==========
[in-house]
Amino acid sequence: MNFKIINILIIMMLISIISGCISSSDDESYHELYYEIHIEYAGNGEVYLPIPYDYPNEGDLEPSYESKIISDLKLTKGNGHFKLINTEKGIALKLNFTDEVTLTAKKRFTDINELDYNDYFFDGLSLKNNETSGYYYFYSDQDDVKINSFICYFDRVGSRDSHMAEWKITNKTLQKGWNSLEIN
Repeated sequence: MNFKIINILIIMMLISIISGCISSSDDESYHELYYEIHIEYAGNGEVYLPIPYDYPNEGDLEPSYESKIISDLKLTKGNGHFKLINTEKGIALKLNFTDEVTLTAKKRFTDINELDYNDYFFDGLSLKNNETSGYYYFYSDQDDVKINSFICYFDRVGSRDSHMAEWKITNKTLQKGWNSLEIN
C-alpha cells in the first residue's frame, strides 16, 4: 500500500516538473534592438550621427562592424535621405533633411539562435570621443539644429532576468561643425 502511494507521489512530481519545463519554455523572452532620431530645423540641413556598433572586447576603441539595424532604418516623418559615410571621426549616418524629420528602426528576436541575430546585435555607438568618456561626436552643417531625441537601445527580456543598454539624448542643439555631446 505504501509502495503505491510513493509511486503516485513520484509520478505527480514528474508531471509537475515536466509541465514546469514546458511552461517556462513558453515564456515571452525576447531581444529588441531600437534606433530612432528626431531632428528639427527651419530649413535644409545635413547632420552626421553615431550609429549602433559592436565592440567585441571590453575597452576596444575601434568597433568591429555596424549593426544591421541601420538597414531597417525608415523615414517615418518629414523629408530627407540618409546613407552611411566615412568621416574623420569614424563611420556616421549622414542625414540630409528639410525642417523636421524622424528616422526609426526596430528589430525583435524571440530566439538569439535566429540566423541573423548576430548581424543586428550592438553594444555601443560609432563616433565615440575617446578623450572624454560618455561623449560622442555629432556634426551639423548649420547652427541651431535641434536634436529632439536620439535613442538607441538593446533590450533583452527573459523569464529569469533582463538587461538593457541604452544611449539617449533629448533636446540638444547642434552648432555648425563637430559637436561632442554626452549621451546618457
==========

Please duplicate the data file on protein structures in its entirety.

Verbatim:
[in-house]
Amino acid sequence: MNFKIINILIIMMLISIISGCISSSDDESYHELYYEIHIEYAGNGEVYLPIPYDYPNEGDLEPSYESKIISDLKLTKGNGHFKLINTEKGIALKLNFTDEVTLTAKKRFTDINELDYNDYFFDGLSLKNNETSGYYYFYSDQDDVKINSFICYFDRVGSRDSHMAEWKITNKTLQKGWNSLEIN
Repeated sequence: MNFKIINILIIMMLISIISGCISSSDDESYHELYYEIHIEYAGNGEVYLPIPYDYPNEGDLEPSYESKIISDLKLTKGNGHFKLINTEKGIALKLNFTDEVTLTAKKRFTDINELDYNDYFFDGLSLKNNETSGYYYFYSDQDDVKINSFICYFDRVGSRDSHMAEWKITNKTLQKGWNSLEIN
C-alpha cells in the first residue's frame, strides 16, 4: 500500500516538473534592438550621427562592424535621405533633411539562435570621443539644429532576468561643425 502511494507521489512530481519545463519554455523572452532620431530645423540641413556598433572586447576603441539595424532604418516623418559615410571621426549616418524629420528602426528576436541575430546585435555607438568618456561626436552643417531625441537601445527580456543598454539624448542643439555631446 505504501509502495503505491510513493509511486503516485513520484509520478505527480514528474508531471509537475515536466509541465514546469514546458511552461517556462513558453515564456515571452525576447531581444529588441531600437534606433530612432528626431531632428528639427527651419530649413535644409545635413547632420552626421553615431550609429549602433559592436565592440567585441571590453575597452576596444575601434568597433568591429555596424549593426544591421541601420538597414531597417525608415523615414517615418518629414523629408530627407540618409546613407552611411566615412568621416574623420569614424563611420556616421549622414542625414540630409528639410525642417523636421524622424528616422526609426526596430528589430525583435524571440530566439538569439535566429540566423541573423548576430548581424543586428550592438553594444555601443560609432563616433565615440575617446578623450572624454560618455561623449560622442555629432556634426551639423548649420547652427541651431535641434536634436529632439536620439535613442538607441538593446533590450533583452527573459523569464529569469533582463538587461538593457541604452544611449539617449533629448533636446540638444547642434552648432555648425563637430559637436561632442554626452549621451546618457